And for those looking to save further The Fair is made more accessible with various ticket promotions. Downloading the new PNE phone app get you in for only $2 on opening weekend, this Saturday August 17th and Sunday August 18th. Tuesday August 20th and 27th offers free admission for those visiting between 11-1pm. Thursday August 22nd is free admission for seniors. And on both Fridays August 23 and 30th, if you visit using translink, show your compass card at the gate and get two for one fair admission.

After the press conference, we were given a go of the “Snap Happy” exhibit before the crowds converged and there is a need to wait in queue for your unobstructed photo. They suggest taking many selfies here, however majority of the props do require a photographer. Like the pinwheel garden right as you enter.

Or if you want to ride the individual merry-go-round horse or hop into the single bumper car.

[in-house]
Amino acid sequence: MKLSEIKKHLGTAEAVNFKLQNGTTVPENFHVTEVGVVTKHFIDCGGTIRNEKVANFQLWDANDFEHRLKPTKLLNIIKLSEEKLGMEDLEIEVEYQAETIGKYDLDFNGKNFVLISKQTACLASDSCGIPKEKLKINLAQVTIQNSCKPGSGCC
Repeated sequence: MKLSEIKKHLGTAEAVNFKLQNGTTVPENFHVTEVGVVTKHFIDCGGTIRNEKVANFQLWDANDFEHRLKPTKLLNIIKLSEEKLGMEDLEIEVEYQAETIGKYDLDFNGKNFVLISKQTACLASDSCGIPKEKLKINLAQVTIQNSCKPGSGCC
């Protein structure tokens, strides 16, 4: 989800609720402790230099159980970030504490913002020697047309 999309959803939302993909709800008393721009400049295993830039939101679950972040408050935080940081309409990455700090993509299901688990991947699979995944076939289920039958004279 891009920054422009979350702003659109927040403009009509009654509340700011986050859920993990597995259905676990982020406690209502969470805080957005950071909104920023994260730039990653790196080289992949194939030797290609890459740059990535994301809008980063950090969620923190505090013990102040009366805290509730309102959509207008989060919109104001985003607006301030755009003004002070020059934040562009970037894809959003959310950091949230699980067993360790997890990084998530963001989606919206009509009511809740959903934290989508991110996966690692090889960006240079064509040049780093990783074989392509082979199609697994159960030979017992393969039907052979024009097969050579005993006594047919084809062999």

You can straddle a pink polka dot cow, or channel your inner super dog with this kennel with hydrant. Or maybe pop your head in to a game of whack a mole, which includes paddle. Or dawn a feather boa and strap on a guitar, and pretend you are head lining your own concert.

A 2D black and white roller coaster gives you the photo image, without the fear.

The wall of stuff animals explained what they did to the ones that the children don’t win.

The wall of colour changing sequins allowed you to customize your backdrop. But I preferred the wall of tinsel that gave you a rainbow sparkle backdrop.

Or you could wait for the crown of neon lights to change to the perfect hue.

The mysterious box that you could walk under, made selfies easier with 360 degree mirrors, and twinkling lights surrounding you.